Çinar is another of "Menajerimi Ara's" very interesting permanent characters. Viewers may have noticed Fatih Artman's talent in "Vatamin Sensin," "Jet Sosyete," "Behzat Ç." and other shows, where he played sensitive and apparently unassuming characters, who often concealed a strong personality. To interpret Çinar, Fatih has once again to bank on his ability to portray a man, who experiences and freely displays strong emotions and, at the same time, is keenly intelligent and purposeful.
Semi Sirtikkizil, the actor who plays Çinar's assistant Emrah in the EGO agency, is also performing well. However, we all must wait with bated breath for the infamous Turkish Radio and Television High Council's (RTÜK) censorship eventually to curtail the development of this character, who in the French series (and ostensibly also in the Turkish remake) is gay.
In this reviewer's opinion, however, the main weakness of "Menajerimi Ara" lies in the poor characterization and miscasting of Feris. Although an accomplished actress, Canan Ergüder interprets this role as an aloof and almost histrionic version of the original. Someone like Mine Tugay or Burcu Biricik would have provided a much better fit for the role of Feris, which in "Dix pour cent," oozed class, intelligence and charisma. For instance, it is hard to take Feris' declaratory commitment to the art of cinema seriously, when she shows no sign of a deeper intellectual life beyond her agent's antics. Even in her relationship with Çinar, Feris comes across as cold and opportunist. As a result, their friendship is somewhat unbelievable. Hopefully, the screenwriters will find a way to improve this character in the near future, although it might be perhaps already too late to turn Feris into a sympathetic figure.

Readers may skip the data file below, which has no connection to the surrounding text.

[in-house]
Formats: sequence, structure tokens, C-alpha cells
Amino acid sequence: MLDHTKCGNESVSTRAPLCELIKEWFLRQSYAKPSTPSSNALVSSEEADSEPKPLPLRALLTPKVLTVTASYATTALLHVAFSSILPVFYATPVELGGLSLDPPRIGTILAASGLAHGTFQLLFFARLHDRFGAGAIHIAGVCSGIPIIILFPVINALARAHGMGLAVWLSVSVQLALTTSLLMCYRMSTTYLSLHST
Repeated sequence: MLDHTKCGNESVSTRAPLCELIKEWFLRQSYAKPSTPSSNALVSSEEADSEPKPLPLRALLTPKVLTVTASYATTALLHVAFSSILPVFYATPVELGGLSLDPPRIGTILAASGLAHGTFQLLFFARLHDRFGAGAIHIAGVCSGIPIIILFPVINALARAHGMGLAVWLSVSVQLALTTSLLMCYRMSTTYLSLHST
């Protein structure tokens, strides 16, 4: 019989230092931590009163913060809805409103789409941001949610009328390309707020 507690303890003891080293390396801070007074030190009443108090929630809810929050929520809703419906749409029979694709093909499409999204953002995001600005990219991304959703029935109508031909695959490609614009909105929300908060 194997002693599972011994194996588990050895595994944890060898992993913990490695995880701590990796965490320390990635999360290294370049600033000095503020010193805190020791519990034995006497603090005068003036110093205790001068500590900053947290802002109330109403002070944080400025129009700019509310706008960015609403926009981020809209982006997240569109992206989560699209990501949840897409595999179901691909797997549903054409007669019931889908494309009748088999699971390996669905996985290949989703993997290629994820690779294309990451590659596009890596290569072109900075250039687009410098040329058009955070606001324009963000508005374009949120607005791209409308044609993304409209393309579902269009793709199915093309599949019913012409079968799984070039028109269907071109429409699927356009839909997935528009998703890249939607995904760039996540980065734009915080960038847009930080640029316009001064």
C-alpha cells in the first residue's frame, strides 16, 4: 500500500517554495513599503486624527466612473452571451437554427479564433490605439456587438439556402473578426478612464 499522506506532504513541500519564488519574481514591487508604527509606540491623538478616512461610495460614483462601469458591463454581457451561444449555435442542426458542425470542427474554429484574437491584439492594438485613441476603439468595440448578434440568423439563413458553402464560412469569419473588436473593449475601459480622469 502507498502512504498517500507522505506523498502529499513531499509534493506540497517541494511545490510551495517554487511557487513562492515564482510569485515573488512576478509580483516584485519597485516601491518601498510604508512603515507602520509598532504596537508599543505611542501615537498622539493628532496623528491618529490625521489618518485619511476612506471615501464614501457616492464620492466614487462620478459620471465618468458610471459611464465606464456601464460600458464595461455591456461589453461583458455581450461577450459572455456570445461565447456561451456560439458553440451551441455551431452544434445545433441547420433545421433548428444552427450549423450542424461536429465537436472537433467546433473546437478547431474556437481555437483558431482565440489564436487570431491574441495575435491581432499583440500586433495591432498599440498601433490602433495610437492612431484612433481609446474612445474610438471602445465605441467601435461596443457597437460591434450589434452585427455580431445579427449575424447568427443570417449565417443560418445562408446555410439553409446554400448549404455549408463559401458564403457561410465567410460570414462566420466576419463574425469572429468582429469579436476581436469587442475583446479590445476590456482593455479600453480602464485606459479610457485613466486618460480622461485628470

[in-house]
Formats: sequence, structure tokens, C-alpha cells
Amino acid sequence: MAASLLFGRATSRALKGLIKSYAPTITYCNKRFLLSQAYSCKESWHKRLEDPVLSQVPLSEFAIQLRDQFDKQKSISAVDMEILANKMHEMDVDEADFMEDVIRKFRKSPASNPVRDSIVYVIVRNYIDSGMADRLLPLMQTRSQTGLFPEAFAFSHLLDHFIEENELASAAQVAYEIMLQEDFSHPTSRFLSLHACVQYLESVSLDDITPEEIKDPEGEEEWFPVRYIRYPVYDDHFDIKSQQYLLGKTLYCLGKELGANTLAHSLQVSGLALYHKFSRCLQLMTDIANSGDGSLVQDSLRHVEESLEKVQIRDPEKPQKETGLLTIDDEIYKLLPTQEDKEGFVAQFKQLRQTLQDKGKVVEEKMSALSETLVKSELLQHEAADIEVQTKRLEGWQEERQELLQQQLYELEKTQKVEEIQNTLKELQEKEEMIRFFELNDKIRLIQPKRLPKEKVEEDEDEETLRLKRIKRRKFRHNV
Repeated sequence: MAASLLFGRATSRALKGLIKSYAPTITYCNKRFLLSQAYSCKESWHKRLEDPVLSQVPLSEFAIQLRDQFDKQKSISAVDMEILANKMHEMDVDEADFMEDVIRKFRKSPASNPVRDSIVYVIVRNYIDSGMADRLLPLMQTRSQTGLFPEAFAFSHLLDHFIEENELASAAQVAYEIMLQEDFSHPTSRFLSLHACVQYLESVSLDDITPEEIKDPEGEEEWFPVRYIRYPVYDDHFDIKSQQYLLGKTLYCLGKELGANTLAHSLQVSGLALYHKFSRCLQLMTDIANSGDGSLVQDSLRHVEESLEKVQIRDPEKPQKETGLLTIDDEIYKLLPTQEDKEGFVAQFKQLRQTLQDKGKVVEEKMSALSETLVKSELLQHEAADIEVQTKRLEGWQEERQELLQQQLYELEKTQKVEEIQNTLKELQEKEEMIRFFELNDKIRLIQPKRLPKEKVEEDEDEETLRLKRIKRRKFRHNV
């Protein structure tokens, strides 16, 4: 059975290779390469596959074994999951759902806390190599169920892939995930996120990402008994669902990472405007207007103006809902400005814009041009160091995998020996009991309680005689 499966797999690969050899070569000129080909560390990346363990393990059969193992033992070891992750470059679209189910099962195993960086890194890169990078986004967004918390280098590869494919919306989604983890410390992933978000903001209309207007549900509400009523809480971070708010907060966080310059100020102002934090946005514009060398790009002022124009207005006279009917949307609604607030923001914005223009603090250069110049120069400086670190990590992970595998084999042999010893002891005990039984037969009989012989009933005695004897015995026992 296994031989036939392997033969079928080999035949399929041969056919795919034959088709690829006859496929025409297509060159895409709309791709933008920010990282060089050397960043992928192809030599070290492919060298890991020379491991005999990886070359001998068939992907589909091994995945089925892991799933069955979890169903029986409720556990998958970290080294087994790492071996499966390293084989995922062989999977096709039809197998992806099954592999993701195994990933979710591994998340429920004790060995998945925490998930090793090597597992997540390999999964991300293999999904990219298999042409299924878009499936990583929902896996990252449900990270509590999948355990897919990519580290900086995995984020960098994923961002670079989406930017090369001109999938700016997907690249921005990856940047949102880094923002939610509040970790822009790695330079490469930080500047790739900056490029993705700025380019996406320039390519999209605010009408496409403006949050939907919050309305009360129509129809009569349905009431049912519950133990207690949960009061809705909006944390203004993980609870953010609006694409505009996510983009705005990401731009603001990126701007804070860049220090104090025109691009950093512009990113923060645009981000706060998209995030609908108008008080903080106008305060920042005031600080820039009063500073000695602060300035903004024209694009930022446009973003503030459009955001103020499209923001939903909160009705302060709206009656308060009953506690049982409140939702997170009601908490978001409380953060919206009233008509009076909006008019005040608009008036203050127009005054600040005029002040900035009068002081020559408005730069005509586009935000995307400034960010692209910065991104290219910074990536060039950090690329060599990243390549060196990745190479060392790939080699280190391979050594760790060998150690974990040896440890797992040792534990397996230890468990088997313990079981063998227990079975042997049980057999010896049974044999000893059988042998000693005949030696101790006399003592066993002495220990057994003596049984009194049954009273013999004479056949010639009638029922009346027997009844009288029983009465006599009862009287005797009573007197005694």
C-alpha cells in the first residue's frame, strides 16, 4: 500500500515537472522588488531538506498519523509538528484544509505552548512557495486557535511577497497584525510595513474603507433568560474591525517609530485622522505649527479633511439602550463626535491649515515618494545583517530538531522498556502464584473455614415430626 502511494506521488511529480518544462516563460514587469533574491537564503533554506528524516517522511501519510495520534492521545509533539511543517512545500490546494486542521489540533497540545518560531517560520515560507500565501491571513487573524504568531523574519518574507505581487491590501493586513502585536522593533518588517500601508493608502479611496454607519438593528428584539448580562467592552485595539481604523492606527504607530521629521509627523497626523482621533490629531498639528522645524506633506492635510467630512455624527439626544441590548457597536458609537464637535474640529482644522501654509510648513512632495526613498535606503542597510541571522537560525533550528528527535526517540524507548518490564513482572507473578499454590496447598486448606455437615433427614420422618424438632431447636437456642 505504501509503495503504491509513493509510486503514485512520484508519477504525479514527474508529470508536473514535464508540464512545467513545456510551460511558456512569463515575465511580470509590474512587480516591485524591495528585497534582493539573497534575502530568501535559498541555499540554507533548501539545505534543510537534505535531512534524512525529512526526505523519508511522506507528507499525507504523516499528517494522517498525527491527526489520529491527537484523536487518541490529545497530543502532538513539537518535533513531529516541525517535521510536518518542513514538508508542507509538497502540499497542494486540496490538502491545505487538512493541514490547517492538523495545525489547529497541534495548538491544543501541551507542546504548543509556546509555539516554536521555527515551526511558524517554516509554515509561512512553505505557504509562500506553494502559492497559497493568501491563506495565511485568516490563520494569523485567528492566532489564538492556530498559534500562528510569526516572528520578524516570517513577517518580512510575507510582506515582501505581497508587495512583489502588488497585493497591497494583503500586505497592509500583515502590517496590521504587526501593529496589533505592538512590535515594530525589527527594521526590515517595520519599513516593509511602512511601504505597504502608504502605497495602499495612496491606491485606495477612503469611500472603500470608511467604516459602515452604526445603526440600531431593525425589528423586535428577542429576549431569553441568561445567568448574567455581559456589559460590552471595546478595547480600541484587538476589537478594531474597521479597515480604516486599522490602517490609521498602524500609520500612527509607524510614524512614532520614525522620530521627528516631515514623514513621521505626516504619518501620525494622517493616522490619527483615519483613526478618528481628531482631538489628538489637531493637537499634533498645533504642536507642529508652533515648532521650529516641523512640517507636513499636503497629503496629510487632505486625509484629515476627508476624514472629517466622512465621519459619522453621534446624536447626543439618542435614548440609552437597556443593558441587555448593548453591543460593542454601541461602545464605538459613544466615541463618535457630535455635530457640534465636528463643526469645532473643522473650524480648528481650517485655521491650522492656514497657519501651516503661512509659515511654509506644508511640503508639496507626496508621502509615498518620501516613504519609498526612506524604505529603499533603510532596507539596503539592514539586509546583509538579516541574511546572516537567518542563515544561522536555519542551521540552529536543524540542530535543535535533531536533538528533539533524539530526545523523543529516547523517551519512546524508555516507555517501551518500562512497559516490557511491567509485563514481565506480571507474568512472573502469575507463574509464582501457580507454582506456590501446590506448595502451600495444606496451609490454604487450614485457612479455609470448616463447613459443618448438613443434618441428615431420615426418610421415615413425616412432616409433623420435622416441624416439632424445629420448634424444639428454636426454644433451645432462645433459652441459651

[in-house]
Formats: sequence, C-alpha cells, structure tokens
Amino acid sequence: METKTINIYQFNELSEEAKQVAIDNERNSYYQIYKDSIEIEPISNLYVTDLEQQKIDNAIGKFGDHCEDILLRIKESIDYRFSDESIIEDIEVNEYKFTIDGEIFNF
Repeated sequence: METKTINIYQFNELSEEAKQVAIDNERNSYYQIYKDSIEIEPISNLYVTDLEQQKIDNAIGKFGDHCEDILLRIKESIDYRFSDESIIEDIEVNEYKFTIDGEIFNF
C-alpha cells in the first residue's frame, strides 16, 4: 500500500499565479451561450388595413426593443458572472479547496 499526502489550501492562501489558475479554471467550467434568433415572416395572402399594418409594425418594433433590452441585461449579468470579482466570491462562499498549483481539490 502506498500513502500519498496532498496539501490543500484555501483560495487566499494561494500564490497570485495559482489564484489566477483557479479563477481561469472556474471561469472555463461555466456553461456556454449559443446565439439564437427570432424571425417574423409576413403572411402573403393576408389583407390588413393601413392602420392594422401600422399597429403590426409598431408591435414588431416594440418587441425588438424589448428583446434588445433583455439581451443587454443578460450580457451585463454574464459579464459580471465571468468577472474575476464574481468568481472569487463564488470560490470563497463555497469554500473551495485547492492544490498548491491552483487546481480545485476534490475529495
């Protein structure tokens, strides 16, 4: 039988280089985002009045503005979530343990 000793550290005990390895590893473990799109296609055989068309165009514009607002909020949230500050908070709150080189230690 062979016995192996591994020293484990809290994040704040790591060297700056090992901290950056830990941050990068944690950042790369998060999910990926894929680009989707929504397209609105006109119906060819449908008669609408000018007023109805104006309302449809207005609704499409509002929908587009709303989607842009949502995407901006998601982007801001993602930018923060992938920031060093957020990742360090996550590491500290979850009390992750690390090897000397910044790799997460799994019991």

"Menajerimi Ara" shortchanges other characters of the French original. Ayşenil Samlioğlu, who interprets the oldest agent in the EGO agency Peride, has virtually no lines. This is unfortunate, not only because she is a good actress, but also because in the French series her role (Arlette) is often the source of both humor and wisdom. Hopefully, this character too will develop along the way.